14. To examine the associations between team climate for psychological safety, team racial and ethnic diversity, inclusive team norms, and team gender diversity with being on guard, we conducted a hierarchical linear regression. Participants’ age, rank, sexual orientation, gender, and country of work were entered in Step 1. The Step 1 model was significant, R2 = .250, F(9, 2788) = 103.06, p < .001. At Step 2, inclusive team norms and team gender diversity were entered and the model explained significantly more variance in being on guard: ΔR2 = .045, F(11, 2786) = 105.68, p < .001. In Step 2, inclusive team norms significantly predicted on guard, b = -.22, t(2786) = -13.27, p < .001; however, team gender diversity was not a significant predictor of being on guard, b = -.0004, t(2795) = -.05, p = .960. Finally, at Step 3, team climate for psychological safety and team racial and ethnic diversity were entered and the model explained significantly more variance in being on guard: ΔR2 = .075, F(13, 2784) = 125.64, p < .001. Team climate for psychological safety was a significant predictor of being on guard, b = -.26, t(2784) = -16.44, p < .001; team racial and ethnic diversity was also a significant predictor of being on guard, b = -.11, t(2784) = -6.57, p < .001. However, inclusive team norms became a marginally significant predictor at this step, b = -.05, t(2784) = -2.66, p = .008; team gender diversity remained not significant.
  15. Burris, E. R., & Sohn, W. (2021). Creating a culture of voice. Behavioral Science & Policy, 7(1), 57-68; McClean, E. J., Martin, S. R., Emich, K. J., & Woodruff, C. T. (2018). The social consequences of voice: An examination of voice type and gender on status and subsequent leader emergence. Academy of Management Journal, 61(5), 1869-1891.
  16. Correlation between team climate for psychological safety and team problem-solving (n = 3,065), r = .49, p < .001
  17. Correlation between team climate for psychological safety and team innovation (n = 3,065), r = .39, p < .001. Correlation between team climate for psychological safety and team problem-solving (n = 3,065), r = .49, p < .001
  18. Osseo-Asare, A., Balasuriya, L., Huot, S. J., Keene, D., Berg, D., Nunez-Smith, M., Genao, I., Latimore, D., & Boatright, D. (2018, p. 7). Minority resident physicians’ views on the role of race/ethnicity in their training experiences in the workplace. JAMA Network Open, 1(5), e182723-e182723.
  19. Wingfield, A. H., & Wingfield, J. H. (2014). When visibility hurts and helps: How intersections of race and gender shape Black professional men’s experiences with tokenization. Cultural Diversity and Ethnic Minority Psychology, 20(4), 483-490; Rosette, A. S., & Livingston, R. W. (2012). Failure is not an option for Black women: Effects of organizational performance on leaders with single versus dual-subordinate identities. Journal of Experimental Social Psychology, 48(5), 1162–1167.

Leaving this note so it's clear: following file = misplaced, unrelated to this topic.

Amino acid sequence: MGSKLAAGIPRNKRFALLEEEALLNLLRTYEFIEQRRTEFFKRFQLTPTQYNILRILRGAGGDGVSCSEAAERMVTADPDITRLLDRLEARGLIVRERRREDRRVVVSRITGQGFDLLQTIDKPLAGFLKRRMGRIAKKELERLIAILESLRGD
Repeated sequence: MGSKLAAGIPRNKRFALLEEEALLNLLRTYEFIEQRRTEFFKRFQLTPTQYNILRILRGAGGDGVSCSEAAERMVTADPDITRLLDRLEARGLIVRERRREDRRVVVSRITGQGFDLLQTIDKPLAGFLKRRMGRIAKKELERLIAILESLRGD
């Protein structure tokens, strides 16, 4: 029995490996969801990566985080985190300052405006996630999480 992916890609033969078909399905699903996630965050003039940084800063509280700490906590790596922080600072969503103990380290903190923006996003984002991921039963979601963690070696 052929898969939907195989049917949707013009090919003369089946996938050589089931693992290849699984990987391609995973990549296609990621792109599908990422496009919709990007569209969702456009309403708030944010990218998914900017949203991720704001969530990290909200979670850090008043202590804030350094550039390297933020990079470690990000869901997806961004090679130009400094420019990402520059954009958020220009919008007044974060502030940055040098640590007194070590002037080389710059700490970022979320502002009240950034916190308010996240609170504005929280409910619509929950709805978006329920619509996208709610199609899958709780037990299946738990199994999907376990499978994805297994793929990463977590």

20. Osseo-Asare, et al. (2018).
  21. World of Voices Research Initiative. (2022). [Unpublished data]. Catalyst.
  22. Kantor, R. M. (1977). Some effects of proportions on group life: Skewed sex ratios and responses to token women. American Journal of Sociology, 82(5), 965-990; Jackson, P., Thoits, P., & Taylor, H. (1995). Composition of the workplace and psychological well-being: The effects of tokenism on America’s Black elite. Social Forces, 74(2), 543-557.
  23. Jackson et al. (1995).
  24. Meyers, C., Aumer, K., Schoniwitz, A., Janicki, C., Pauker, K., Chang, E. C., Gaither, S. E., & Williams, A. (2020). Experiences with microaggressions and discrimination in racially diverse and homogeneously white contexts. Cultural Diversity and Ethnic Minority Psychology, 26(2), 250–259.
  25. World of Voices Research Initiative. (2022). [Unpublished data]. Catalyst.
  26. Correlation between inclusive team norms and being on guard (n=3,065), r = -.28, p < .001.
  27. The correlation between team gender diversity and being on guard varied by respondent gender. For cisgender women, being on a team with more women was significantly correlated with being less on guard [(n = 1,592), r = -.14, p < .001]. However, this correlation was not significant for cisgender men [(n = 1,426), r = .05, p = .07], or trans and nonbinary respondents [(n = 20), r = .04, p = .87].
  28. See endnote 14 for hierarchical regression analysis results.
  29. World of Voices Research Initiative. (2021). [Unpublished data]. Catalyst.
  30. Brassel et al. (2021).
  31. Brassel et al. (2021).
  32. Brassel et al. (2021).
  33. Osseo-Asare et al. (2018, p. 7).
  34. Thorpe-Moscon et al. (2019, p. 8).
  35. Brassel et al. (2021).
  36. Travis & Thorpe-Moscon (2018, p. 6).
  37. See for example: Edwards, B. (2018, February 15). Women and men of color pay an ‘emotional tax’ at work that’s detrimental to their overall health and ability to thrive: Report. The Root; Reed, A. M. (2021, May 24). The emotional tax of deficit thinking. Stanford Social Innovation Review; Smith, L. (2020, June 13). Why do women of colour pay an ‘emotional tax’ at work. Yahoo!news; Montañez, R. (2019, September 16). How to cope when being a minority at work contributes to stress. Forbes; Tugend, A. (2018, September 30). The effect of intersectionality in the workplace. The New York Times.
  38. Brassel et al. (2021).
  39. van Anders, S. (2015). Beyond sexual orientation: Integration gender/sex and diverse sexualities via Sexual Configurations Theory. Archives of Sexual Behavior, 44(5), 1177-1213.
  40. Cech, E., Montgomery, G., Settles, I., Elliott, K., Cheruvelil, K. S., & Brassel, S. (2021). The social is professional: The effects of team climate on professional outcomes for LGBTQ persons in environmental science. Journal of Women and Minorities in Science and Engineering, 27(5), 25-48; Gates. G. J., & Newport, F. (2012). Special report: 3.4% of US adults identify as LGBT. Gallup.